The Rapid Intervention Reality of Your Fire Department

Dec. 5, 2014

Last month’s column outlined five points to consider in assessing your fire department’s true rapid intervention team (RIT) capability, using the National Fire Protection Association (NFPA) 1407 Standard for Training Fire Service Rapid Intervention Crews. The column noted that to succeed in training and functioning on the fireground when it comes to rapid intervention, as a minimum a fire department should be covering 18 points that we began discussing:

Point 1 – Our department has a plan that all members understand and have been trained on for calling a Mayday on the fireground.

Point 2 – My department has the proper rescue equipment to fulfill rapid intervention responsibilities on scene and does not have to call for it after a Mayday is declared.

Point 3 – If a Mayday is called, we have a plan to provide strong command presence in the rescue efforts while maintaining discipline and control of fire suppression measures.

Point 4 – My department members understand their role and are able to practice continual ongoing risk assessment when functioning as a RIT on the fireground.

Point 5 – The RIT is permitted to operate in a proactive manner.

This month’s column examines Point 5 in more detail.

The rapid intervention team must work proactively on the fireground. The members represent an additional set of eyes for the safety officer and incident commander. They must make certain, however, that they are ready to respond at any moment to a member calling for help. Let’s examine what they should be doing.

While the members are enroute, what is taking place or can be determined by radio transmissions? Are aggressive vent-enter-search (VES) techniques being undertaken that may be placing firefighters in precarious conditions? What size hoselines are being led out? Do they have a drawing or layout of the building available that they can study?

Once on scene, they need to establish a location to stage equipment and establish what radio channel they will be working on as the RIT. What is the communications plan if a Mayday is called? Is the RIT operating on a separate frequency? Is everyone with the exception of the downed firefighter moving to a different channel? This is also the time to look at the fire conditions and location. BAG is a handy method for this – where has the fire BEEN, where is it AT now and where is it GOING?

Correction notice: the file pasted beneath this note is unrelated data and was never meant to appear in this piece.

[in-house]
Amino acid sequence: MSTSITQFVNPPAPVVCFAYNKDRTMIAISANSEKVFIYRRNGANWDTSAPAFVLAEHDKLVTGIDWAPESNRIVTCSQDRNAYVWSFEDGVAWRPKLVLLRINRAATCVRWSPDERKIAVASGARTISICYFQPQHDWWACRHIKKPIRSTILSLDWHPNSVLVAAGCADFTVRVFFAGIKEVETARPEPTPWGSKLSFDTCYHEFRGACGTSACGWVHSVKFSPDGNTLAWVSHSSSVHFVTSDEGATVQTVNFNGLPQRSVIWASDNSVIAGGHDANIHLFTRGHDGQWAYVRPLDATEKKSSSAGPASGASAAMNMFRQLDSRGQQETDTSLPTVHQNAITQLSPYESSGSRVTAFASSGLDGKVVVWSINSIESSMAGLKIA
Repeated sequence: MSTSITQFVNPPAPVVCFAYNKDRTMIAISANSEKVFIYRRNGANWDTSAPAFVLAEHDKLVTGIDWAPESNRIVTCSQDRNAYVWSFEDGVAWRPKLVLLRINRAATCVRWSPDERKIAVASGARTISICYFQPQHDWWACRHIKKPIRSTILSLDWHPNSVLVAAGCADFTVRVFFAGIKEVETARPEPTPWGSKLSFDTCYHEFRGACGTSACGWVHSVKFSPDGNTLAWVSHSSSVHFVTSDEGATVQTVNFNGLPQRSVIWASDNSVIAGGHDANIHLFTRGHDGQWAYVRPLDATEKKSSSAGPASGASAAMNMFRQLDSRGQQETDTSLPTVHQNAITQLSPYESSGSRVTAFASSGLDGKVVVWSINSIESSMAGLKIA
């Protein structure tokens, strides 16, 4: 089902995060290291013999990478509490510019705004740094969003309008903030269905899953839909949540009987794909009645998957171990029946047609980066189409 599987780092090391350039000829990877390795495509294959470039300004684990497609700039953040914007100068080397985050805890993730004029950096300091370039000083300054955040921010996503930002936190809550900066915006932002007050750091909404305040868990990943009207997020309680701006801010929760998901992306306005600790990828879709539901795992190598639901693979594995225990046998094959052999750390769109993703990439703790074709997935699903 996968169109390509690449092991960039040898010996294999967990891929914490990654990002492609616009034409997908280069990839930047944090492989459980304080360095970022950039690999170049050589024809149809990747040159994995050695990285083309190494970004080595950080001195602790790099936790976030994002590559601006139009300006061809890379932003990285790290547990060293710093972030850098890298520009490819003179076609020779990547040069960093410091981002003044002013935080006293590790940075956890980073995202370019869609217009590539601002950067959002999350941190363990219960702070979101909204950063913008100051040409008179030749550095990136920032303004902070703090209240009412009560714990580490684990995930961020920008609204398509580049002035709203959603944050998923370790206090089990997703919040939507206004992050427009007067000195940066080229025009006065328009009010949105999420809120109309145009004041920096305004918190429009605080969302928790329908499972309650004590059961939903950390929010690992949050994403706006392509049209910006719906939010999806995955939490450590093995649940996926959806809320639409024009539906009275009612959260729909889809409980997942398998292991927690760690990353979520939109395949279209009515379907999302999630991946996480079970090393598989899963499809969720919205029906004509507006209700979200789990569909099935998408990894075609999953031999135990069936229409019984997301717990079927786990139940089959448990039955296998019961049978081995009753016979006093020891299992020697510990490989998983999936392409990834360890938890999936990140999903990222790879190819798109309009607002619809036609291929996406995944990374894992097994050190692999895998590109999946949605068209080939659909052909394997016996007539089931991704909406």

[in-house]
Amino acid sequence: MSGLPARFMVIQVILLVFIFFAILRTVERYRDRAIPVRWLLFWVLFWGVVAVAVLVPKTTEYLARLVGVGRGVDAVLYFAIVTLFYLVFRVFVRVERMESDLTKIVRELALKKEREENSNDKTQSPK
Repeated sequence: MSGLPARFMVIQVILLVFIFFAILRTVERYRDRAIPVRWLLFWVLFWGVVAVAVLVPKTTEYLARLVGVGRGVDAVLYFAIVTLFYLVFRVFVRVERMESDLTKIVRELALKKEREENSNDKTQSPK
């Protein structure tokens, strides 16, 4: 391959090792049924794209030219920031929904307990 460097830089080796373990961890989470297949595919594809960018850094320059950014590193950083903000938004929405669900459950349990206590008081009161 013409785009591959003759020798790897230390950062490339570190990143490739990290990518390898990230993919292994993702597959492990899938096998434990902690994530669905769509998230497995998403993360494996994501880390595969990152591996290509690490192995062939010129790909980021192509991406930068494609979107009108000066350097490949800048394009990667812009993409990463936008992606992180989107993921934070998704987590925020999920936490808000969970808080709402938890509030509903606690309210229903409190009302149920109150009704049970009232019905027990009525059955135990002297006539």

The RIT officer must now check in with the incident commander and find out what is taking place. All of the information listed here can be obtained from a properly filled out tactical worksheet leaving the incident commander able to focus on the fireground.

At this point, the RIT will need to formulate its own size-up, which begins by identifying the type of building construction involved and what is unique to the involved structure (Figure 7). Continuing with size-up, the RIT should initiate proactive measures to ensure a safe fireground. Simple things like communicating that a 704 emblem is indicating a hazard contained inside the building or shutting off gas service should not be ignored by the RIT. This also includes removing any barriers that would prevent firefighters in trouble on the inside of the structure from being able to escape (Figures 8 and 9).

Firefighters working on upper levels of the fireground, including the roof, should have additional egress points established. There is never such a thing as too many ladders. Ladders placed to windows for secondary egress should be placed at or just beneath the window sill for the same reason. Angles on these ladders should also be less than the traditionally recommended 75 degrees. With gear and self-contained breathing apparatus (SCBA), firefighters are top heavy and a ladder that is placed at an angle that is too steep may cause an exiting firefighter to flip over and off the ladder.

The next thing that the RIT should be looking at is where the closest engine is located and what equipment is available for its use if needed. Are there extra ladders, an additional line if needed or even a master stream device that could provide protection? In the same breath, where is the closest aerial device? Can the members of the RIT operate it if they have to? What other tools are available to use off that piece of equipment if needed?

Another responsibility is to make certain that communications with EMS is established and that its location is known so that a rescued firefighter can receive treatment as quickly as possible once removed (see “RIT Responsibilities” on page XXX). Simple actions like these that can be considered before time can save a firefighter’s life.

The most important point is to be focused and ready for the potential job at hand and help prevent that potential job from happening. Train firefighters to be proactive when assigned as RIT rather than just staging and complaining that they did not get a high-profile assignment. Although we do not want to rely on these firefighters as the ultimate insurance policy, they are our last chance in bringing one of our own home safely should the need arise. Considering the first five points mentioned, is your department ready to meet this challenge?

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Next: Training for successful RIT operations

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